Oddly enough, there's been no mention this morning on Fox News (at least not that I have caught) of today's New York Times story about the Bush administration's manifest failure to heed a litany of warnings prior to the 9/11 terror attacks in 2001. Huh.
Oh, but they have been all over ex-Bush speechwriter Marc Thiessen's WaPo op-ed claiming that President Obama has been skipping out on attending his Presidential Daily Briefings, the daily national-security rundown each president receives:
President Obama is touting his foreign policy experience on the campaign trail, but startling new statistics suggest that national security has not necessarily been the personal priority the president makes it out to be. It turns out that more than half the time, the commander in chief does not attend his daily intelligence meeting.
The Government Accountability Institute, a new conservative investigative research organization, examined President Obama’s schedule from the day he took office until mid-June 2012, to see how often he attended his Presidential Daily Brief (PDB) — the meeting at which he is briefed on the most critical intelligence threats to the country. During his first 1,225 days in office, Obama attended his PDB just 536 times — or 43.8 percent of the time. During 2011 and the first half of 2012, his attendance became even less frequent — falling to just over 38 percent. By contrast, Obama’s predecessor, George W. Bush almost never missed his daily intelligence meeting.
Naturally, Dick Cheney was quick to chime in:
“If President Obama were participating in his intelligence briefings on a regular basis then perhaps he would understand why people are so offended at his efforts to take sole credit for the killing of Osama bin Laden,” Cheney told The Daily Caller in an email through a spokeswoman.
“Those who deserve the credit are the men and women in our military and intelligence communities who worked for many years to track him down. They are the ones who deserve the thanks of a grateful nation.”
Ironic, isn't it, that people from the Bush administration, of all people, should be pointing an accusatory finger about Presidential Daily Briefings on this day -- Sept. 11, the anniversary of the day when George W. Bush's failure to respond to the Aug. 6, 2001, PDB came home to roost in a horrifying way.
They seem to have conveniently forgotten all about it. Thiessen was on with Megyn Kelly on Fox this morning and for some strange reason, the subject was never mentioned.
It's doubly strange because today's front-page NYT piece focuses on that PDB and the warnings leading up to it:
On April 10, 2004, the Bush White House declassified that daily brief — and only that daily brief — in response to pressure from the 9/11 Commission, which was investigating the events leading to the attack. Administration officials dismissed the document’s significance, saying that, despite the jaw-dropping headline, it was only an assessment of Al Qaeda’s history, not a warning of the impending attack. While some critics considered that claim absurd, a close reading of the brief showed that the argument had some validity.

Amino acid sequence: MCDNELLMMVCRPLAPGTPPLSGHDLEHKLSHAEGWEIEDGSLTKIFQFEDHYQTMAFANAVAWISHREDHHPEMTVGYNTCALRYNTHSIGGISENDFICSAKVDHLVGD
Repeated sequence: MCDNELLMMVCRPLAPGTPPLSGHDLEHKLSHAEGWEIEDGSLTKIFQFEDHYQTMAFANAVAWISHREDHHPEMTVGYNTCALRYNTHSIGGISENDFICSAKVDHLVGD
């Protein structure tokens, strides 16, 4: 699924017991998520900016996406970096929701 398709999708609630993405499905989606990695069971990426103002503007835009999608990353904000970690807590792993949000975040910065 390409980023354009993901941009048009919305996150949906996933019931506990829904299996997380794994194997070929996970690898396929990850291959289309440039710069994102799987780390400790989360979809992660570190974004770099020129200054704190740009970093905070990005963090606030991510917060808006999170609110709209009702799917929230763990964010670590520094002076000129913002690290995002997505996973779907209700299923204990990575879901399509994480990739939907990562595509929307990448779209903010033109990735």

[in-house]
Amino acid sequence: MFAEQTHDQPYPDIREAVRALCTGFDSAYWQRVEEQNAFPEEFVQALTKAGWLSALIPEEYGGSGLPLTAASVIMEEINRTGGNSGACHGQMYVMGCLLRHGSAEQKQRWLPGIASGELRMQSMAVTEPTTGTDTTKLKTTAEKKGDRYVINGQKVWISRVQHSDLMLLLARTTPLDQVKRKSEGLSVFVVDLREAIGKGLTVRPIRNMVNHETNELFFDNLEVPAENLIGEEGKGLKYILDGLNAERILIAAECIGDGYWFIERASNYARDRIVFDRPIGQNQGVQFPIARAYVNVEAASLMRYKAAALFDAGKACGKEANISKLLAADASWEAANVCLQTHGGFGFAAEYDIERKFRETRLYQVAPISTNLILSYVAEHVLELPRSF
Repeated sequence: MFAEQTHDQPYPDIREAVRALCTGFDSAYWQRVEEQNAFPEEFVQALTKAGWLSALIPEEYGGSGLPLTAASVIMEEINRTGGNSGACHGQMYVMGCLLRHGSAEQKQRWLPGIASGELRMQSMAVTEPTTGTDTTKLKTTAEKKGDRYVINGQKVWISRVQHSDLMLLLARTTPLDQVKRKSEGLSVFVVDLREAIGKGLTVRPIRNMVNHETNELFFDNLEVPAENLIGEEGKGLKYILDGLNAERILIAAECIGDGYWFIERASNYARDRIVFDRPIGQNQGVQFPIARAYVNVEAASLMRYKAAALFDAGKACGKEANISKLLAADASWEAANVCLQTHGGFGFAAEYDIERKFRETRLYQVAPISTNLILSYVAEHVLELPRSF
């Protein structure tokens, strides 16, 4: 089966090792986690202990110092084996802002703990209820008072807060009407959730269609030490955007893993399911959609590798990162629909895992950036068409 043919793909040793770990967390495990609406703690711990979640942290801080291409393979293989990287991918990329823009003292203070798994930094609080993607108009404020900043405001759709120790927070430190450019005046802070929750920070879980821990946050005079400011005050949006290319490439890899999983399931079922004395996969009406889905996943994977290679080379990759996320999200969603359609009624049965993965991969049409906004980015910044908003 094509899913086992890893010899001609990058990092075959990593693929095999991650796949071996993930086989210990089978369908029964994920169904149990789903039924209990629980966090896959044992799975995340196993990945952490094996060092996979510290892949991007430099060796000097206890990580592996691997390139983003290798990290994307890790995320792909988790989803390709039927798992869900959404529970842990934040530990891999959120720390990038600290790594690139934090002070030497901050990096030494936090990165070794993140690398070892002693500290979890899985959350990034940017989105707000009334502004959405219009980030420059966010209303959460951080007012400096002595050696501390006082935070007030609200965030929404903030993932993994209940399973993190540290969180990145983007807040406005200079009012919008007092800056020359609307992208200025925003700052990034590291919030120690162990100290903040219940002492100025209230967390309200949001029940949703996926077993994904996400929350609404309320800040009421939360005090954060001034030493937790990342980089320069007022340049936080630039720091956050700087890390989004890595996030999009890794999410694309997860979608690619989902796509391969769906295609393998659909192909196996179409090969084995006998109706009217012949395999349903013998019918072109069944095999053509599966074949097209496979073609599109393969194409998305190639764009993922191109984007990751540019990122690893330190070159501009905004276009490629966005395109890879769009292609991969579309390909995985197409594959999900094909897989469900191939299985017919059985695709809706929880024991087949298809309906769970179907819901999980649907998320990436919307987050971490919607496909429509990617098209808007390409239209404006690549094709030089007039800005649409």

That is, unless it was read in conjunction with the daily briefs preceding Aug. 6, the ones the Bush administration would not release. While those documents are still not public, I have read excerpts from many of them, along with other recently declassified records, and come to an inescapable conclusion: the administration’s reaction to what Mr. Bush was told in the weeks before that infamous briefing reflected significantly more negligence than has been disclosed. In other words, the Aug. 6 document, for all of the controversy it provoked, is not nearly as shocking as the briefs that came before it.
The direct warnings to Mr. Bush about the possibility of a Qaeda attack began in the spring of 2001. By May 1, the Central Intelligence Agency told the White House of a report that “a group presently in the United States” was planning a terrorist operation. Weeks later, on June 22, the daily brief reported that Qaeda strikes could be “imminent,” although intelligence suggested the time frame was flexible.
But some in the administration considered the warning to be just bluster. An intelligence official and a member of the Bush administration both told me in interviews that the neoconservative leaders who had recently assumed power at the Pentagon were warning the White House that the C.I.A. had been fooled; according to this theory, Bin Laden was merely pretending to be planning an attack to distract the administration from Saddam Hussein, whom the neoconservatives saw as a greater threat.
Let's recall, for a moment, exactly what the PDB concluded:
We have not been able to corroborate some of the more sensational threat reporting, such as that from a ---- service in 1998 saying that Bin Laden wanted to hijack a U.S. aircraft to gain the release of "Blind Sheikh" Omar Abdel Rahman and other U.S.-held extremists.
Nevertheless, FBI information since that time indicates patterns of suspicious activity in this country consistent with preparations for hijackings or other types of attacks, including recent surveillance of federal buildings in New York.
The FBI is conducting approximately 70 full-field investigations throughout the U.S. that it considers bin Laden-related. CIA and the FBI are investigating a call to our embassy in the UAE in May saying that a group or bin Laden supporters was in the U.S. planning attacks with explosives.
It's worth noting that those last two paragraphs utterly demolish the Bush administration's claim that the information was purely "historical" and did not specify potential threats.
In fact, here's howNational Security Adviser Condoleeza Rice described the White House's assessment of the memo in her commission testimony: